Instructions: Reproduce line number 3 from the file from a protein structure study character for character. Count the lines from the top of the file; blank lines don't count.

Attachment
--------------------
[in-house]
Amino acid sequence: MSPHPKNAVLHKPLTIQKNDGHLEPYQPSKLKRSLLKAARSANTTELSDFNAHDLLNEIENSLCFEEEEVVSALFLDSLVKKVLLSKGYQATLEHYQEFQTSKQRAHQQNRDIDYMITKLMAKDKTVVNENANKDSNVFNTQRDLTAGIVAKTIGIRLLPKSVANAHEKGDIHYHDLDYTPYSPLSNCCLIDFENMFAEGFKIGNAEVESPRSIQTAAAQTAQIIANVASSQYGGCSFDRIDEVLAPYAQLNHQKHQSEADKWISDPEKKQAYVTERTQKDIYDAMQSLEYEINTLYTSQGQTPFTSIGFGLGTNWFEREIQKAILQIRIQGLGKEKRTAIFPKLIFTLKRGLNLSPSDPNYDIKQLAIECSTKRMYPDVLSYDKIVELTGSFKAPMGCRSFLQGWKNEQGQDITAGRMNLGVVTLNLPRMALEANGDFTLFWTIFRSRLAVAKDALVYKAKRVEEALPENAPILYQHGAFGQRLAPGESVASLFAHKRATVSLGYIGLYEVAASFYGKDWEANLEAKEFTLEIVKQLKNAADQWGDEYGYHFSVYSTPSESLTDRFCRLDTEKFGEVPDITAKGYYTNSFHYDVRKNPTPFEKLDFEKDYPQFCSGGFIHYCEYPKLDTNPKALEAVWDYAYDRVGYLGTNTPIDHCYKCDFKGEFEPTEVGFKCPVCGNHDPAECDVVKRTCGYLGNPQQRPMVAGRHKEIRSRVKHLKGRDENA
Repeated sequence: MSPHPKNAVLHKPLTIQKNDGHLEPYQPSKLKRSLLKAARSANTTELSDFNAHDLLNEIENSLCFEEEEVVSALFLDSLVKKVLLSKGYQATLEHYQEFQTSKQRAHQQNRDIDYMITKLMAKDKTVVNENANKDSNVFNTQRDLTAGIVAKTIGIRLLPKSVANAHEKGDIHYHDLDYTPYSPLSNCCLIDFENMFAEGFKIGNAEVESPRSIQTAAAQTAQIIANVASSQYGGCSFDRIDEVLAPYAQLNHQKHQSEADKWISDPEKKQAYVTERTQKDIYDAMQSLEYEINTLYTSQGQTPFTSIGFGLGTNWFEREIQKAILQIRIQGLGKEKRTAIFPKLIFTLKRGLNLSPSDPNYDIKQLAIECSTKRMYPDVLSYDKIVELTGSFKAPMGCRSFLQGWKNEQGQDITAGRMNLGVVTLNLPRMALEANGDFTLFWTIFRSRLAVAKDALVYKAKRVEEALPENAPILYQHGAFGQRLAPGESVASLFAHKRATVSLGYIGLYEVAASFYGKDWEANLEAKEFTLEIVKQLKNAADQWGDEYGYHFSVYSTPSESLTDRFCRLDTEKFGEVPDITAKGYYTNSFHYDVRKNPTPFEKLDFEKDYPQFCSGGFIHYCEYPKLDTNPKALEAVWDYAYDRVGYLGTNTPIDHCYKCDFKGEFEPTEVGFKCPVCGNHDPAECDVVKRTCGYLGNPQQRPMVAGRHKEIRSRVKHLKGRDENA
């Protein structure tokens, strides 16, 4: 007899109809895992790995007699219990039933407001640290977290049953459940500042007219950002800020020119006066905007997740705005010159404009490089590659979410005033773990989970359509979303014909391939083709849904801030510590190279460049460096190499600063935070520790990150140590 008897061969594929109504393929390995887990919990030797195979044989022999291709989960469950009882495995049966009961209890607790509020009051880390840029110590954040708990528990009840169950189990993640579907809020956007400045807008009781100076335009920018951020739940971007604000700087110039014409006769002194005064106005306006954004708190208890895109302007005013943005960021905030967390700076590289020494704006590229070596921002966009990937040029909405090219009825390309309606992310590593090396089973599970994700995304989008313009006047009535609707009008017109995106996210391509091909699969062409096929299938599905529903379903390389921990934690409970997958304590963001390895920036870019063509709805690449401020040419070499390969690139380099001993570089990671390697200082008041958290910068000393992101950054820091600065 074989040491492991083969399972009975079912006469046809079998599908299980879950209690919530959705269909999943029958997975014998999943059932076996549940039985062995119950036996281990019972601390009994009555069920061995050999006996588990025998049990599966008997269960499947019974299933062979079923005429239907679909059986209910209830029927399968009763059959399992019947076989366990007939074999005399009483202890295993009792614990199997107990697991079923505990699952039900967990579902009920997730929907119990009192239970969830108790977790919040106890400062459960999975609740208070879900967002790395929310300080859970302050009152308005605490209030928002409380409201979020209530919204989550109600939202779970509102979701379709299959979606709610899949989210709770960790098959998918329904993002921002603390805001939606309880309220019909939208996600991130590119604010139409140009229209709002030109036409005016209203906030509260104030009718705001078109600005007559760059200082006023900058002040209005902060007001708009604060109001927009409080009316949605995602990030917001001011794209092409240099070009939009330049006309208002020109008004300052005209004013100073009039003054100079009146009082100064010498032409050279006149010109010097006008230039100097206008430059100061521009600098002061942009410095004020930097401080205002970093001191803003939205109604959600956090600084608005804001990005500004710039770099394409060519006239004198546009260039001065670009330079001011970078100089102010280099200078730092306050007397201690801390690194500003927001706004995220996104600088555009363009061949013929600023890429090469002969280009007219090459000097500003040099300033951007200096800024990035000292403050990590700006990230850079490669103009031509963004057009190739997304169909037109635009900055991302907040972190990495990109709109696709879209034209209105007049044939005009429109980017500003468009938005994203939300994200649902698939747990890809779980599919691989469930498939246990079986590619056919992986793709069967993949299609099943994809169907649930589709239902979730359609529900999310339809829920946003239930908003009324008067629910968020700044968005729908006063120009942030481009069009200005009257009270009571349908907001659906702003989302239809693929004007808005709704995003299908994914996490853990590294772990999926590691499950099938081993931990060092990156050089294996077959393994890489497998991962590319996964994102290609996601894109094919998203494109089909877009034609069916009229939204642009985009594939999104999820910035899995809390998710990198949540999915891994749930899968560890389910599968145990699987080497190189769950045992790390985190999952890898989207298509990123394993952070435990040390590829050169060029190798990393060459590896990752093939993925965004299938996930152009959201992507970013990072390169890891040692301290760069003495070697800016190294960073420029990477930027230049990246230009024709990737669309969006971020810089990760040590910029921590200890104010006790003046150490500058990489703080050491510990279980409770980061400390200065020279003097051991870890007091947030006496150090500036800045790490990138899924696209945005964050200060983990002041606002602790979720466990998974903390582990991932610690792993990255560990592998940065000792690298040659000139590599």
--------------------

Repeated sequence: MSPHPKNAVLHKPLTIQKNDGHLEPYQPSKLKRSLLKAARSANTTELSDFNAHDLLNEIENSLCFEEEEVVSALFLDSLVKKVLLSKGYQATLEHYQEFQTSKQRAHQQNRDIDYMITKLMAKDKTVVNENANKDSNVFNTQRDLTAGIVAKTIGIRLLPKSVANAHEKGDIHYHDLDYTPYSPLSNCCLIDFENMFAEGFKIGNAEVESPRSIQTAAAQTAQIIANVASSQYGGCSFDRIDEVLAPYAQLNHQKHQSEADKWISDPEKKQAYVTERTQKDIYDAMQSLEYEINTLYTSQGQTPFTSIGFGLGTNWFEREIQKAILQIRIQGLGKEKRTAIFPKLIFTLKRGLNLSPSDPNYDIKQLAIECSTKRMYPDVLSYDKIVELTGSFKAPMGCRSFLQGWKNEQGQDITAGRMNLGVVTLNLPRMALEANGDFTLFWTIFRSRLAVAKDALVYKAKRVEEALPENAPILYQHGAFGQRLAPGESVASLFAHKRATVSLGYIGLYEVAASFYGKDWEANLEAKEFTLEIVKQLKNAADQWGDEYGYHFSVYSTPSESLTDRFCRLDTEKFGEVPDITAKGYYTNSFHYDVRKNPTPFEKLDFEKDYPQFCSGGFIHYCEYPKLDTNPKALEAVWDYAYDRVGYLGTNTPIDHCYKCDFKGEFEPTEVGFKCPVCGNHDPAECDVVKRTCGYLGNPQQRPMVAGRHKEIRSRVKHLKGRDENA